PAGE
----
Based on Dean Koontz's "Intensity" - itself made into a tame film in the US - Aja gives us a very claustrophobic version and a controversial denouement. While the slaughter takes place in a large mansion in Koontz's original, here we have a smaller farmhouse with creakier stairs and floorboards. While the killer escapes in a huge mobile home in the novel, here the butcher drives a battered old camion ... a simple blue van man. There is nowhere for our heroine to hide! And, while the profession of Koontz's killer has its own significance, when Aja's murderer is finally unmasked ... it creates a decided disturbance in the force.
The story? Marie (Cecile de France) and Alex (Maiwenn) visit Alex's parents' in their isolated farmhouse for some intense study prior to their university exams. They are grateful to be away from the pressures of academe and to have the chance of relaxed concentration. But their plans are about to be chopped, slashed, and cut short by the arrival of blue van man, who will set about butchering the entire household before carrying off Alex, bound and gagged, in his van. Marie survives the initial onslaught and has to devise a means of both staying alive and rescuing her friend.
The whole film is a homage to American horror. The killer is a reference (and reverence) to the leather-faced, chainsaw wielding creature from "Texas Chainsaw Massacre", and the scene at the petrol station reminds you of the same film. There are touches of Wes Craven's "Last House on the Left" as the young women head towards inevitable horror and extinction. Use is made of a cornfield, not so much Hitchcock as Stephen King. But, while the killer shuffles around in a boilersuit, reminiscent of "Halloween" and "Friday 13th", Aja avoids the flashing breasts and glitzy girlies offered up by much recent Hollywood 'horror' to buy in the young boys. This is gimme that old time horror without the teen time sexism!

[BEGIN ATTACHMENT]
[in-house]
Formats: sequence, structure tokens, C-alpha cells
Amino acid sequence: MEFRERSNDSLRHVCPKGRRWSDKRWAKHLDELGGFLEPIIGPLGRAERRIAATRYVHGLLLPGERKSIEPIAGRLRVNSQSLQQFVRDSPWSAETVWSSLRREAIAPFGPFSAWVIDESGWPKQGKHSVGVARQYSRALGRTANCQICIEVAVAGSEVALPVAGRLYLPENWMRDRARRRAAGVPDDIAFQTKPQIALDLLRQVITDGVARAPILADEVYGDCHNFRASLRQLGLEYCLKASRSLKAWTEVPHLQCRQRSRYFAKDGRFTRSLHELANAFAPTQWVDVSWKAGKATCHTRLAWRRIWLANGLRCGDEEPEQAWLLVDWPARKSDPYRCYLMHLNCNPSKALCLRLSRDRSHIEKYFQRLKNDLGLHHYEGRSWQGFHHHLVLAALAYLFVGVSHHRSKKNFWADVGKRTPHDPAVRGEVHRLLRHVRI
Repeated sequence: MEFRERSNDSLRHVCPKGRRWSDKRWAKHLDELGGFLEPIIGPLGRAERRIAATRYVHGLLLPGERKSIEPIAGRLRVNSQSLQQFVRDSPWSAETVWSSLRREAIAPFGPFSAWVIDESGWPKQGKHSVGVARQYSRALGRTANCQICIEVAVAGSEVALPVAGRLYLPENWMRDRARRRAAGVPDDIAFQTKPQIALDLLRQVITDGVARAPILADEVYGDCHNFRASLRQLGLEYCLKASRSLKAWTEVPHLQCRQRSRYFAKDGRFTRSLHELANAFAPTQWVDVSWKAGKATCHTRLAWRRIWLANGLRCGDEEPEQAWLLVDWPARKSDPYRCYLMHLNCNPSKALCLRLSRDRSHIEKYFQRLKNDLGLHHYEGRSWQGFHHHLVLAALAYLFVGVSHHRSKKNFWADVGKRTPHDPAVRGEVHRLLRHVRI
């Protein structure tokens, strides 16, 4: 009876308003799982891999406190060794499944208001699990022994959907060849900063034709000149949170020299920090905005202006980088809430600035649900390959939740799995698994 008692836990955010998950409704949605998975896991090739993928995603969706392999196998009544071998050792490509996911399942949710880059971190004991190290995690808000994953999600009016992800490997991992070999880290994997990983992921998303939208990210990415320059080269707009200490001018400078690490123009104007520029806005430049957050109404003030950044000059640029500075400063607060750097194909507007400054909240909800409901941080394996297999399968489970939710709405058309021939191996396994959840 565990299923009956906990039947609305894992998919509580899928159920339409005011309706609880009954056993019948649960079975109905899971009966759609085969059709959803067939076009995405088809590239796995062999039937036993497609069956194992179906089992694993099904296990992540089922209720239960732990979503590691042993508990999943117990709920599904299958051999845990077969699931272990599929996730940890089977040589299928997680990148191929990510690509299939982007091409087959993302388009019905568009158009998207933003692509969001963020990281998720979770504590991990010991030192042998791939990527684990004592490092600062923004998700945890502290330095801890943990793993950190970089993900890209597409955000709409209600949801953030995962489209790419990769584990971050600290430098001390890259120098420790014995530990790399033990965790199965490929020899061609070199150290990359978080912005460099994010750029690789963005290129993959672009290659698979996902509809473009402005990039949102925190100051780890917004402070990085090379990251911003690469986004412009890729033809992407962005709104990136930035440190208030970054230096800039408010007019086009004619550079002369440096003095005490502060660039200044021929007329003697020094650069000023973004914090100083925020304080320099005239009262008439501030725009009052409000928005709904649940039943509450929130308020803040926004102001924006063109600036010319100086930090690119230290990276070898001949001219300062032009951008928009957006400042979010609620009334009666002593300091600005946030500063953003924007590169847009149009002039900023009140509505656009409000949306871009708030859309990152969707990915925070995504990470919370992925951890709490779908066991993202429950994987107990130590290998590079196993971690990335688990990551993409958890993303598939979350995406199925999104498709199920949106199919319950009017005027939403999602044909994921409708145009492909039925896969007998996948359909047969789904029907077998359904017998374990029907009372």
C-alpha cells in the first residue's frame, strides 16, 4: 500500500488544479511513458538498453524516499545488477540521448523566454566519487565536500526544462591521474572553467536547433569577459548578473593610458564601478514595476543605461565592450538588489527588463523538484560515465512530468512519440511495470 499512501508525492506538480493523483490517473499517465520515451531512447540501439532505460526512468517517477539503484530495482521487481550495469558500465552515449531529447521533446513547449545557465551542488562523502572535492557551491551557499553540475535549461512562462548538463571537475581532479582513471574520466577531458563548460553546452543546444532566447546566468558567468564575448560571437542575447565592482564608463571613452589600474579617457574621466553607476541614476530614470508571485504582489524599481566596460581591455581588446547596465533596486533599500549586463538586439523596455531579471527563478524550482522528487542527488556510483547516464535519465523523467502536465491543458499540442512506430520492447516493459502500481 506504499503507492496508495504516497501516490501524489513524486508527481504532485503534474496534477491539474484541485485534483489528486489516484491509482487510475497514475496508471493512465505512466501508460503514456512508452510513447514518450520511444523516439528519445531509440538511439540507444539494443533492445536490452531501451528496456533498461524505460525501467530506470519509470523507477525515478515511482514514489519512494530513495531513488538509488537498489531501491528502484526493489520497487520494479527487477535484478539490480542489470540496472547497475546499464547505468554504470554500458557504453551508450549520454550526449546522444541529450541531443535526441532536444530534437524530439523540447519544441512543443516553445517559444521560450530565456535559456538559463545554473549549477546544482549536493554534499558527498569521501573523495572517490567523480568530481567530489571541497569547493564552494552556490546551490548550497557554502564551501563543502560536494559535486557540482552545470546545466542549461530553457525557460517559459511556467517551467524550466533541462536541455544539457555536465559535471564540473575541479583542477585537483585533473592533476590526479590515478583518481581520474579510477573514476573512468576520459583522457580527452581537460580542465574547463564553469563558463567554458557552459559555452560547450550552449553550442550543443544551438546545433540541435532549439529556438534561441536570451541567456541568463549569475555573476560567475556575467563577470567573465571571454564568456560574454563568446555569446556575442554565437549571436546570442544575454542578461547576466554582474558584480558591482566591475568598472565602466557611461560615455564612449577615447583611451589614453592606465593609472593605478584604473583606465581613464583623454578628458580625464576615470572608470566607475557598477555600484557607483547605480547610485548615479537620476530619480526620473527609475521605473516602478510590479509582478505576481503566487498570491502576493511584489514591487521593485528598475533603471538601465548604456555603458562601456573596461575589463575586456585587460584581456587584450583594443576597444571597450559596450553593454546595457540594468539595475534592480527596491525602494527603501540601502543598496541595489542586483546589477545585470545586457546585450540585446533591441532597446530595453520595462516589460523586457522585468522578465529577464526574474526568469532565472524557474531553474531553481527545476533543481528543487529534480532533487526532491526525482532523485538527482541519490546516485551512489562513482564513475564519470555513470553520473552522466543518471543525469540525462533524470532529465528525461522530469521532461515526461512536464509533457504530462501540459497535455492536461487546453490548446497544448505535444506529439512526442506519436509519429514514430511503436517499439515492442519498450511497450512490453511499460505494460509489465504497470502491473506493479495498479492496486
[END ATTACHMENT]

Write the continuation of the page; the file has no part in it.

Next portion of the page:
As such, as a reprise of Koontz and slasher horror, it is both reverential and self-parodying. The blood spouting and visceral sound effects of ribs grating and cracking may not be for the squeamish, but it is for those with a sense of humour. The echoes of Wes Craven's ironic advertising blurb, "remember, this is only a movie", are delivered with existentialist aplomb. There is just a hint of Godard, the constant references to material outside the film, the struggle to interpret what we have seen and heard, to make sense of inexplicable and partial images, and finally, the killer caught on film, unselfconsciously posing for the camera - "look at me, I'm in a movie".
There are axes, razors, knives, whirling saw blades, spurting blood, gaping bodies and throats, gurglings and splinterings. It's not for the squeamish. This is old fashioned bloodfest. It is neatly directed. The performance by Cecile de France is a standout. But Philippe Nahon is a coolly horrific villain whose reality slowly and convincingly degenerates into a near comic book caricature. Filmed in six weeks, this is a comparatively low budget film. Less attention is paid to the special effects than to the creation of tension and emotional distortion.
The bloodletting is highly visual, and has attracted criticism in the States. It is perhaps more explicit than Hollywood tolerates ... but then Hollywood indulges in high body count thrillers where hundreds of people can be blown away as long as it's done tastefully (i.e. with a lot of firepower involved). The butchery here is explicitly to scare. The pleasure of horror is not watching the others being killed as empathising with the survivor - putting yourself in the place of the one who will live, enjoying the thrills, spills, and scares, in the certain (?) knowledge that you will survive.
Which makes the twist at the end of "Haute Tension" the subject of so much criticism. Aja clearly saw it as embodying (or disembodying) a greater degree of emotional tension, adding relevance to what has gone before. I certainly found it a neat touch - having quickly identified the film as Koontz's story, I stayed watching because of the claustrophobia and stylishness Aja and de France brought to the production. The plot twist spun it away from Koontz and gave the film a whole new notoriety and a different set of references. French films are rarely stand alone - they revere and reference what has gone before. Aja, here, is not trying to create an entirely new horror movie, but he is exploring emotion and relationships with far greater sophistication and style than run-of-the-kill slasher films achieve.
An excellent film, well translated to DVD in anamorphic 2.35:1, with sharp images, good colour saturation, good use of low light levels, and a soundtrack which is a vital ingredient to the tension and visceral delight. The subtitles are effectively presented and well-judged. Altogether an excellent package which will doubtless set you arguing with your friends for some time - just stay clear of sharp objects.
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